A SPECIALLY-convened International Women’s Day Conference will highlight the latest figures showing that, in the last quarter, 370 women in Scotland lost their jobs every day and that women are hardest hit by Government spending cuts with lone parents and single women pensioners the worst affected.
Says a spokesperson: “Scotland’s national feminist organisation, Engender, is bringing 200 people together to consult on the critical issues facing women in Scotland today.
“The event ‘Women in Scotland 2012 – The Big Picture’ will gather evidence detailing how women in Scotland are faring for the United National Convention on the Elimination of Discrimination Against Women (CEDAW).”
The conference will learn that:
- Recession and recovery is having a major impact on women’s labour market participation. Women in Scotland’s unemployment has doubled since the start of the recession and is now at 8.2 per cent against a pre-recession figure of 4.1 per cent.
- This means in the last quarter 24,000 women are now looking for work compared with 8,000 men.
- The gender pay gap is still sitting at 11 per cent for women working full-time and 32 per cent for women working part-time.
- Cuts in social care spending will hit women harder both as users and providers of care.
- Those hardest hit by the spending cuts are lone parents (who will see a drop in living standards of around 18 per cent) and single pensioners (around 11 per cent) because these groups will be disproportionately hit by cuts in social care spending. Of the latter group, single women will see a drop of around 12 per cent (compared to couples of around six per cent).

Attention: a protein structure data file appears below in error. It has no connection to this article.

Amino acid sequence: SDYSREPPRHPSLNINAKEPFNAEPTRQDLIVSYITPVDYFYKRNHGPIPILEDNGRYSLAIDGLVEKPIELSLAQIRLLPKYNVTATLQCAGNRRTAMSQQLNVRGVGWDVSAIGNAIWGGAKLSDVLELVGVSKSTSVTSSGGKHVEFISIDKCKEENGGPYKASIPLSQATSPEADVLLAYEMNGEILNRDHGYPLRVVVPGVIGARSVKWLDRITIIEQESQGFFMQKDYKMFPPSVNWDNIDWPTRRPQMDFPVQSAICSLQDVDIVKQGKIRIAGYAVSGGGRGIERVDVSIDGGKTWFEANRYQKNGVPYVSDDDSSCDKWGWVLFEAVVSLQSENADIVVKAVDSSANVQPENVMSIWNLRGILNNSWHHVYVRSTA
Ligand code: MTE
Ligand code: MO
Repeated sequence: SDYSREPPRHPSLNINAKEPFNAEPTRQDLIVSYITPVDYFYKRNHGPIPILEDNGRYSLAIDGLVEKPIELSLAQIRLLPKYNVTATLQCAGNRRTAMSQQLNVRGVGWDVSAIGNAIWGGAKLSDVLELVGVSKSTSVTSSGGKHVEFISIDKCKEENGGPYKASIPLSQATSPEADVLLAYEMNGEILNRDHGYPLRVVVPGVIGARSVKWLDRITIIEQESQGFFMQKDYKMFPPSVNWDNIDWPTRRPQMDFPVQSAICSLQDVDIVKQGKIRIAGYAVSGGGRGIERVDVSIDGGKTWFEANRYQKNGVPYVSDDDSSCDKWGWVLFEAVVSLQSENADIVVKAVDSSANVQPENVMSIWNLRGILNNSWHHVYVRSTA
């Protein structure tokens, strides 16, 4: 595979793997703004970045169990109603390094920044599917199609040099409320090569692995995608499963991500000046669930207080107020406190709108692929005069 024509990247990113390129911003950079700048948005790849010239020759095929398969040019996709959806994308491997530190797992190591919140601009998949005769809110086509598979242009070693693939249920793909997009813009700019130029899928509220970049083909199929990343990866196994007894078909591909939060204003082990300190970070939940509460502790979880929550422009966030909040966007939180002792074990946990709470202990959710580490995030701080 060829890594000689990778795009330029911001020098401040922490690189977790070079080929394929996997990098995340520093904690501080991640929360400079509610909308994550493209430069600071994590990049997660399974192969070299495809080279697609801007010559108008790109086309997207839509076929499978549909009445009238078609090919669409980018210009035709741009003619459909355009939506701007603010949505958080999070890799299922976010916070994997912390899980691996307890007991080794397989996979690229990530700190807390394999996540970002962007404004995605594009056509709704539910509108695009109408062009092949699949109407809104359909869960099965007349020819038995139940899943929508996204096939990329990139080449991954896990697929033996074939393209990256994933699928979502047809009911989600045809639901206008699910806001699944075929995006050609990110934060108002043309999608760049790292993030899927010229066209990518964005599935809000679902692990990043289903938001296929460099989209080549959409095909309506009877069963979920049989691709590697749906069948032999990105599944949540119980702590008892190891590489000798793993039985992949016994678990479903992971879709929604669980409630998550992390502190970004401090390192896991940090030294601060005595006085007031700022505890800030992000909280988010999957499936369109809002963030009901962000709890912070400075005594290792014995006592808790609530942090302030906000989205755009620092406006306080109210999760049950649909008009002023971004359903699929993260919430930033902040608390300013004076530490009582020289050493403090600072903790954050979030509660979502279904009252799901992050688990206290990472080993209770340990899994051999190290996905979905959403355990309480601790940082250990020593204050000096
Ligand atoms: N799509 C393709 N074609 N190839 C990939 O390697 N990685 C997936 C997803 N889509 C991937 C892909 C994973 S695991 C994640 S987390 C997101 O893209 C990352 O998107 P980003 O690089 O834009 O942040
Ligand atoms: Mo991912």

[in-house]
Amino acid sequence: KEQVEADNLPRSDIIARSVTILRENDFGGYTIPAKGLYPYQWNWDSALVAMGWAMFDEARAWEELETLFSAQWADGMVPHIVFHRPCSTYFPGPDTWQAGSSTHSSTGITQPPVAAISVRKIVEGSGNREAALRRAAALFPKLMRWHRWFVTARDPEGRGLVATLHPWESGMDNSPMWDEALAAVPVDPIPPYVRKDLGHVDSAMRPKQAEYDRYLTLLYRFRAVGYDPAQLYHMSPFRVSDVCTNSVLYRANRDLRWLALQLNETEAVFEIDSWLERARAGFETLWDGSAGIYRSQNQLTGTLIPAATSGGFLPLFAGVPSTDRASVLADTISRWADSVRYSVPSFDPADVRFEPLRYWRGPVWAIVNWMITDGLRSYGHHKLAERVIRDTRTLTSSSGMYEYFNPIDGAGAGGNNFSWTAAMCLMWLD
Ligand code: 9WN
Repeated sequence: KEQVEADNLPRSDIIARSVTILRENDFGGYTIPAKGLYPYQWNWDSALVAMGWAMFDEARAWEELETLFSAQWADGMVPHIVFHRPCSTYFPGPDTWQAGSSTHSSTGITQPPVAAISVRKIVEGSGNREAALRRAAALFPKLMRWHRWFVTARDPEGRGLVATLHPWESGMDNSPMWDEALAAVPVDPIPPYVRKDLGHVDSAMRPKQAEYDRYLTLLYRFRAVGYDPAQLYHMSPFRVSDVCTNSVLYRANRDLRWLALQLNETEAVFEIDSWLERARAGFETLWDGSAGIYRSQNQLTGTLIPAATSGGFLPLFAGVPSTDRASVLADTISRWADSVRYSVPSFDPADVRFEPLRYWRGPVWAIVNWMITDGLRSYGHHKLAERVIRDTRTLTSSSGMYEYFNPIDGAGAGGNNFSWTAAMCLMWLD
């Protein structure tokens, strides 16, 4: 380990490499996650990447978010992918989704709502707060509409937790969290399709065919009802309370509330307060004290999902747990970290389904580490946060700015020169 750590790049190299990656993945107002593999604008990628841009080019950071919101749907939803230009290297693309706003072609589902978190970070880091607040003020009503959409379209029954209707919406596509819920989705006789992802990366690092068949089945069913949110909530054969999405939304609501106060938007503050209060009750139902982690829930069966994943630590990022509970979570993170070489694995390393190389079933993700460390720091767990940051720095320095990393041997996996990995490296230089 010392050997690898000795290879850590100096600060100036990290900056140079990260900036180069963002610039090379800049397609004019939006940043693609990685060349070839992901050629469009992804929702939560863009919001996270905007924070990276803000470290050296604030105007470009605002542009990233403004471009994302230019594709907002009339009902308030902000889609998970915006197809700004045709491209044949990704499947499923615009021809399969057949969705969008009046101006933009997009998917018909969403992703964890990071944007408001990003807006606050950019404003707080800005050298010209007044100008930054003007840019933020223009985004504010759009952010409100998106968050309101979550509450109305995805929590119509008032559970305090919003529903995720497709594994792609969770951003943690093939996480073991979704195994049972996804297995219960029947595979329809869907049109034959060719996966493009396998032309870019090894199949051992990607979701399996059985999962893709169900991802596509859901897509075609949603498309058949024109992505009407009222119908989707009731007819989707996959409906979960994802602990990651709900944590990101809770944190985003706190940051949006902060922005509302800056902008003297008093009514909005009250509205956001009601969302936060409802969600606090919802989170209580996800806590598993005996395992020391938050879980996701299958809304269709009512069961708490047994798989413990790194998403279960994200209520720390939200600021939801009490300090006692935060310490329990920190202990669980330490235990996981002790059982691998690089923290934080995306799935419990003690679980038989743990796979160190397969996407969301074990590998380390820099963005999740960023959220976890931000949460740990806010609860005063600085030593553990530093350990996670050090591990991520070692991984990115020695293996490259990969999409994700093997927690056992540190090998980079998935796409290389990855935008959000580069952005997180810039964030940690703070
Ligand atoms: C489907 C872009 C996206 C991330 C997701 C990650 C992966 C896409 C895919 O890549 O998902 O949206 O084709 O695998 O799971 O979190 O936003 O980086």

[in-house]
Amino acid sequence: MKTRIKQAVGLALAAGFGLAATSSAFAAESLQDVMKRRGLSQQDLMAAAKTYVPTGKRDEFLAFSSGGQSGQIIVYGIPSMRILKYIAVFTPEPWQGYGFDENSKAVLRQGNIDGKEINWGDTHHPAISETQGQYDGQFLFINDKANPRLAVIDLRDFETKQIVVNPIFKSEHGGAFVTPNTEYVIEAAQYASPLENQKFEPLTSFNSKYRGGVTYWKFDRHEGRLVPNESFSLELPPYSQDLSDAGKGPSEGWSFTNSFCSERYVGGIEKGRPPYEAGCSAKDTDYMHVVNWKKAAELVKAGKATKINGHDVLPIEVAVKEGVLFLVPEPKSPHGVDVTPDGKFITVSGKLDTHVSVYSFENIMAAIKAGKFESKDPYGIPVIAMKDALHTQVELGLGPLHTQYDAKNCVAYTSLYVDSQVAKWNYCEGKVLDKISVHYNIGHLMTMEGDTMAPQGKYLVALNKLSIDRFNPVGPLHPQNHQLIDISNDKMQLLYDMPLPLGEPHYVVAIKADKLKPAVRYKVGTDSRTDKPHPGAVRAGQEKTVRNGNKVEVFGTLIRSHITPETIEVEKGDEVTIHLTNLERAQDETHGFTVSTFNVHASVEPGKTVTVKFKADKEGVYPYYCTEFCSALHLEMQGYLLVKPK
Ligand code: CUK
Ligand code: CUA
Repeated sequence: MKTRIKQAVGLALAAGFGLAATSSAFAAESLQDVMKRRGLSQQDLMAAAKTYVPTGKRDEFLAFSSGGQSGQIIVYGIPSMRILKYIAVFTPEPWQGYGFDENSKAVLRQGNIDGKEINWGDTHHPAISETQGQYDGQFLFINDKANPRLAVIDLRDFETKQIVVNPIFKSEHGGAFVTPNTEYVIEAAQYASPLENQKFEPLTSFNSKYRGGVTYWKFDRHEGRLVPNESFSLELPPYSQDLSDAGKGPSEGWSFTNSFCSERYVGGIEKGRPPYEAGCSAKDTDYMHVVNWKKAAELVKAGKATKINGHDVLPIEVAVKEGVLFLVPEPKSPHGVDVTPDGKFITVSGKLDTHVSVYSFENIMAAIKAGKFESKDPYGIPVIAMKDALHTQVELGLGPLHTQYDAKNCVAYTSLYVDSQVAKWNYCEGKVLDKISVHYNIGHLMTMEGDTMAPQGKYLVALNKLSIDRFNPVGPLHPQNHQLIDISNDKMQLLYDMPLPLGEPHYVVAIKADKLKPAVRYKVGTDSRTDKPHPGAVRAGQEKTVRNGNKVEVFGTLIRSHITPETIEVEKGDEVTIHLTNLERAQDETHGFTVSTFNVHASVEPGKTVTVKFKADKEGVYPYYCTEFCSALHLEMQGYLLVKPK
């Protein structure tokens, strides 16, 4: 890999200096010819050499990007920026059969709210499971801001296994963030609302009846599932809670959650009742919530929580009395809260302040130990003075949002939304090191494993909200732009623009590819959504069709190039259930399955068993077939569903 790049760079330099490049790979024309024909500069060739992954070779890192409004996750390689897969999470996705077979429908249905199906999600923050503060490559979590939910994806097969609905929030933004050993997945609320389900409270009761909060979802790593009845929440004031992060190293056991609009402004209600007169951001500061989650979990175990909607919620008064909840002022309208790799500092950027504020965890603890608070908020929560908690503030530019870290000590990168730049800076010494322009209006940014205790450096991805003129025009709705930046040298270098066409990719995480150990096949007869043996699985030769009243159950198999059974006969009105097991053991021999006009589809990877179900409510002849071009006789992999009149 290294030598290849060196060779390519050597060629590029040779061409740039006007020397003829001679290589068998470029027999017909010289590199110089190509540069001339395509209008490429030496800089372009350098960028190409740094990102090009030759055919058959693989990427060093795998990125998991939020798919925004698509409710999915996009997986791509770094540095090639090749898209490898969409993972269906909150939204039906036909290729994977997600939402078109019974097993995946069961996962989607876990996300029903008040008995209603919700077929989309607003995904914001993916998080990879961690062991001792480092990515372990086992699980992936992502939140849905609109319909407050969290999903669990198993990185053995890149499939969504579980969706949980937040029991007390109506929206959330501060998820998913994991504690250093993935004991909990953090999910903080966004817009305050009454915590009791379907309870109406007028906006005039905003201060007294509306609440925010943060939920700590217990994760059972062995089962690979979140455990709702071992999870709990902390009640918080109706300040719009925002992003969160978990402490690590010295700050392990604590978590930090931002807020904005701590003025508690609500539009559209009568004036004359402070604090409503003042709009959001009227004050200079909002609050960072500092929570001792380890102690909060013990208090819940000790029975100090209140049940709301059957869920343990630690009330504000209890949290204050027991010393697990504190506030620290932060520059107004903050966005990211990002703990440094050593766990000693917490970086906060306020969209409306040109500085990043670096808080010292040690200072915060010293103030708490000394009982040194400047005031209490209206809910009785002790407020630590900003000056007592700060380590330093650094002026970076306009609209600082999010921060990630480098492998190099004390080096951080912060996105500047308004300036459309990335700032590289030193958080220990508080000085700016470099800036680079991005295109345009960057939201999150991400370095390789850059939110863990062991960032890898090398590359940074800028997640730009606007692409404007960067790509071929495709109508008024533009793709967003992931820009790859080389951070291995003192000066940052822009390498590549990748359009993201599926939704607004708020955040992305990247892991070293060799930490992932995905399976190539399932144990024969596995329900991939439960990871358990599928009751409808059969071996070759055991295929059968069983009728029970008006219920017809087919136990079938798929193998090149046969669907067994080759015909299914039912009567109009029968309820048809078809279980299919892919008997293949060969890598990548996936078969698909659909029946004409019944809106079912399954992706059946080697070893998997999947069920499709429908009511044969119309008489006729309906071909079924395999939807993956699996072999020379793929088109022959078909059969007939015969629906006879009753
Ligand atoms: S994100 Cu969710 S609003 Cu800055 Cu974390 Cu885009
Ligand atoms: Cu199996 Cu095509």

- Women do three-quarters of childcare during the week, provide most care to older relatives and do two hrs more unpaid work per day than men.
Proposals will be made for properly-funded, personalised social care.
Launching ‘The Big Picture’ Consultation, Marsha Scott, Engender convenor, said:
“At Engender, we view the United Nations Convention on the Elimination of Discrimination Against Women as something of a Superhero for women, and looking at how women are doing across the world its clear to us that we need one.
“It is 101 years since the very first International Women’s Day, 42 years since the introduction of the Sex Discrimination Act, 31 years since the UK signed the Convention to Eliminate Discrimination Against Women, and, as things stand, sadly it sometimes seems like icebergs are melting at a faster pace than gender equality is progressing. Today, we learn that women are hardest hit not only by job losses but also by spending cuts. It’s a brutal double whammy and needs to be addressed as a matter of urgency.
“The UK Government have been questioned before by the UN CEDAW Committee about the lack of progress made as regards gender equality. In fact, the Committee was so concerned they issued a ‘See Me’ call and requested that the UK submit another report just a year later. We will be submitting a report to the UN and today are launching a nationwide consultation on the critical issues facing women in Scotland. We ask that anyone who has witnessed gender inequality in employment, education or the provision of services contacts us so we can reflect that evidence in our report.”